By Ryan Hall
Fleming Island UMC, Fleming Island, FL
First, read John 8:7
The little rock curved gracefully across the deep blue of the schoolyard sky. I watched with growing unease as it traveled its high arc and, falling, began to pick up speed. It hit Abby Locke right in the nose.
Abby was my on-again, off-again crush in 8th grade, and I had thrown the rock. Kenji, who had pressured me to throw it at Abby because we both liked her, was laughing gleefully, but I was being eaten alive by guilt. How could I have done that? I am not the type of person to throw rocks at people.
In contrast, it seems the people being addressed by Jesus in John 8:7 were exactly those types. In a street-side court, experts in sacred law were clutching their rocks and pressuring Jesus to give his verdict. The shamed woman before them was obviously guilty—they had caught her in the act!
Instead of taking the bait Jesus was sitting down and writing in the sand. These prosecutors were infuriated, and the stones were getting heavy, so again they demand an answer.
The more we look into this scene, the more it stinks. Socially and civically speaking neither Jesus nor her accusers had any authority over this woman's life. Why is she still naked? How is it that these devoutly religious men happened to come across this woman and her lover? And where is the man? The laws require the lives of both the woman and the man, so where is he?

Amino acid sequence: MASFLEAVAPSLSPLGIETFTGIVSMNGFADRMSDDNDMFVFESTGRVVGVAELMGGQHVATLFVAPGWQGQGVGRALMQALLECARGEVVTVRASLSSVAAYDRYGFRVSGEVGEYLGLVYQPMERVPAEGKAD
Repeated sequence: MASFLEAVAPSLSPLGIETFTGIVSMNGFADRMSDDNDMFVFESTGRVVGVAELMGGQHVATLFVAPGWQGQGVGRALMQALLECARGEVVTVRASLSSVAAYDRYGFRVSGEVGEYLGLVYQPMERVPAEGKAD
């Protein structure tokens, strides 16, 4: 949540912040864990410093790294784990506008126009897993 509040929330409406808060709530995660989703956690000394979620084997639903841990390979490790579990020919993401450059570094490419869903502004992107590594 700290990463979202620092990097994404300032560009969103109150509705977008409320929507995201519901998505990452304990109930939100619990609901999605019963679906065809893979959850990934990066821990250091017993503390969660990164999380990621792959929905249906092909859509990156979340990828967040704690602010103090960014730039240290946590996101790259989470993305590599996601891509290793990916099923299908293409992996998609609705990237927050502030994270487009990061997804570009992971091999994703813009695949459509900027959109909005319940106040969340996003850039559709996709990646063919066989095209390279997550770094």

But this just gets us off track. The missing lover’s location is not important. Where is Jesus? He is right in the middle of scene. He is not intimidated, embarrassed, or in any way on edge. He is at ease, present with the sinful woman, and the sinful men.
Jesus is calmly taking on the burden of all that guilt. Perhaps that relates to what he is writing? Jesus does not back down or back away. In the sharing of our sin and guilt he "overcomes what overwhelms us." Calmly he stands, gives his judgment and diffuses the scene.
Abby Locke still has a small scar on the side of her nose. Though she forgave me long ago, I have a corresponding scar on my heart. It works both ways.
Whether you are the one throwing or the one being hit, the rocks bring real damage. Still Jesus sits right here, calmly present in our shared guilt. Jesus remains central, and he brushes away our guilt, just as easily as that long-forgotten writing in the sand.
Prayer: God, forgive us for the things we have done that place us in this scene, as accusers and accused. Forgive us for the stones we have thrown, and forgive us for our resentment toward those who have thrown stones at us. If you, O God, were to write down all of our faults, who could stand? We rejoice that our flaws and our failings are written in sand, easily wiped away by Jesus' hands. Amen.
- Who are the naked and guilty ones in front of you and your church right now? Who is holding the stones?
- How are you like these two groups?
- What might you do to follow Jesus example in this scene?
 From Dietrich Bonhoeffer’s Sermon for Advent Sunday, December 2, 1928, found in, God is in the Manger, (Louisville: Westminster John Knox Press, 2012), 37.